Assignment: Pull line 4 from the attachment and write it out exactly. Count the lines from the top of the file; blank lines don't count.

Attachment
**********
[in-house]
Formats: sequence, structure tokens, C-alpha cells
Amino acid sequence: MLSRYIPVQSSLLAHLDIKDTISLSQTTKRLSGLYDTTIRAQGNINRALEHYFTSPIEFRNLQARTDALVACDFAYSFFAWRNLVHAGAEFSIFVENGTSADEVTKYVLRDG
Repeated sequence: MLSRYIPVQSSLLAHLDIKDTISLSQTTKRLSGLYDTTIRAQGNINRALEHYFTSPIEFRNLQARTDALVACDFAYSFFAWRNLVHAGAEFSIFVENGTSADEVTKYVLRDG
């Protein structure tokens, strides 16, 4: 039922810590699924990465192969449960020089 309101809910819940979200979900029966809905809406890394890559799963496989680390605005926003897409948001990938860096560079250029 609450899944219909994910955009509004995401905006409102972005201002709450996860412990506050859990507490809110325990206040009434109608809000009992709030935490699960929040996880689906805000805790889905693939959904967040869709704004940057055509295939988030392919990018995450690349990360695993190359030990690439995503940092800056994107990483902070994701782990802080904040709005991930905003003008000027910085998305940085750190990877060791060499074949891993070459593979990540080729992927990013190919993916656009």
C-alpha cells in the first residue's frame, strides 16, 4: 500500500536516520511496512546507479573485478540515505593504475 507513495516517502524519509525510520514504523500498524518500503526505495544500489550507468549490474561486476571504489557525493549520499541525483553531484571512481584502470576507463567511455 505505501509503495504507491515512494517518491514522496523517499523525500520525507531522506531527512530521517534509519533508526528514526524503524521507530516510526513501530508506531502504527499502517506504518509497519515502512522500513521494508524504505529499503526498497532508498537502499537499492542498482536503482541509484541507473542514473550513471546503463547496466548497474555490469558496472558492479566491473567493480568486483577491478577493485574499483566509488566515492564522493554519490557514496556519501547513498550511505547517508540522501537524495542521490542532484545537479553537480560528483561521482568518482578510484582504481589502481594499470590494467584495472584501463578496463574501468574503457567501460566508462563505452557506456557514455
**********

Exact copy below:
Repeated sequence: MLSRYIPVQSSLLAHLDIKDTISLSQTTKRLSGLYDTTIRAQGNINRALEHYFTSPIEFRNLQARTDALVACDFAYSFFAWRNLVHAGAEFSIFVENGTSADEVTKYVLRDG